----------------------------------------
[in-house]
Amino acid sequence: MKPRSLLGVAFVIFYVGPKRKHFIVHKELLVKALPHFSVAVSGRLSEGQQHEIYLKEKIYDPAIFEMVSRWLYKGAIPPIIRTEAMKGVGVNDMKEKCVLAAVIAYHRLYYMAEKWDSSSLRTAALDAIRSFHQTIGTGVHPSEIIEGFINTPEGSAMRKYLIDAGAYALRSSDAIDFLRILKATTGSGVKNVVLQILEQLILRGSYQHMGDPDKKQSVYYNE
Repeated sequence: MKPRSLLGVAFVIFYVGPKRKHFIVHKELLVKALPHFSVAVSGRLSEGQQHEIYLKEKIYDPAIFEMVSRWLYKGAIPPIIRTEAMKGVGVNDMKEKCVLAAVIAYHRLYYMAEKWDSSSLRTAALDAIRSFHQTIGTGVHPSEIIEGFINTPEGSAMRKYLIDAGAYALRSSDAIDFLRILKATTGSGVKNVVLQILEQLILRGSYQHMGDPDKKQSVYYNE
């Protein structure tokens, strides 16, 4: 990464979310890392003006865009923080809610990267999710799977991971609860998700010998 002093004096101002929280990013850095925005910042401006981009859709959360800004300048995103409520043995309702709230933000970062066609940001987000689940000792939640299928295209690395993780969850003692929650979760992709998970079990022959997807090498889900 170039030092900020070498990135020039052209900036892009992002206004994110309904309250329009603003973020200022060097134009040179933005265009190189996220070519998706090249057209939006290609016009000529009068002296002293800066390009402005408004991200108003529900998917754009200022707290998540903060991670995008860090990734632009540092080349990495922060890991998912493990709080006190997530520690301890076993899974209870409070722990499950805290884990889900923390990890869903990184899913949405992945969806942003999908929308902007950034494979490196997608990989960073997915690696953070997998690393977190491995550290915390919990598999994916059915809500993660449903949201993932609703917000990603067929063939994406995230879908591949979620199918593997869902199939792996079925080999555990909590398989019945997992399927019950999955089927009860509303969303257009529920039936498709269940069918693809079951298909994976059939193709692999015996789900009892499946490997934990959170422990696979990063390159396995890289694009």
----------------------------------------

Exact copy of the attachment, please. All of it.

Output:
[in-house]
Amino acid sequence: MKPRSLLGVAFVIFYVGPKRKHFIVHKELLVKALPHFSVAVSGRLSEGQQHEIYLKEKIYDPAIFEMVSRWLYKGAIPPIIRTEAMKGVGVNDMKEKCVLAAVIAYHRLYYMAEKWDSSSLRTAALDAIRSFHQTIGTGVHPSEIIEGFINTPEGSAMRKYLIDAGAYALRSSDAIDFLRILKATTGSGVKNVVLQILEQLILRGSYQHMGDPDKKQSVYYNE
Repeated sequence: MKPRSLLGVAFVIFYVGPKRKHFIVHKELLVKALPHFSVAVSGRLSEGQQHEIYLKEKIYDPAIFEMVSRWLYKGAIPPIIRTEAMKGVGVNDMKEKCVLAAVIAYHRLYYMAEKWDSSSLRTAALDAIRSFHQTIGTGVHPSEIIEGFINTPEGSAMRKYLIDAGAYALRSSDAIDFLRILKATTGSGVKNVVLQILEQLILRGSYQHMGDPDKKQSVYYNE
């Protein structure tokens, strides 16, 4: 990464979310890392003006865009923080809610990267999710799977991971609860998700010998 002093004096101002929280990013850095925005910042401006981009859709959360800004300048995103409520043995309702709230933000970062066609940001987000689940000792939640299928295209690395993780969850003692929650979760992709998970079990022959997807090498889900 170039030092900020070498990135020039052209900036892009992002206004994110309904309250329009603003973020200022060097134009040179933005265009190189996220070519998706090249057209939006290609016009000529009068002296002293800066390009402005408004991200108003529900998917754009200022707290998540903060991670995008860090990734632009540092080349990495922060890991998912493990709080006190997530520690301890076993899974209870409070722990499950805290884990889900923390990890869903990184899913949405992945969806942003999908929308902007950034494979490196997608990989960073997915690696953070997998690393977190491995550290915390919990598999994916059915809500993660449903949201993932609703917000990603067929063939994406995230879908591949979620199918593997869902199939792996079925080999555990909590398989019945997992399927019950999955089927009860509303969303257009529920039936498709269940069918693809079951298909994976059939193709692999015996789900009892499946490997934990959170422990696979990063390159396995890289694009």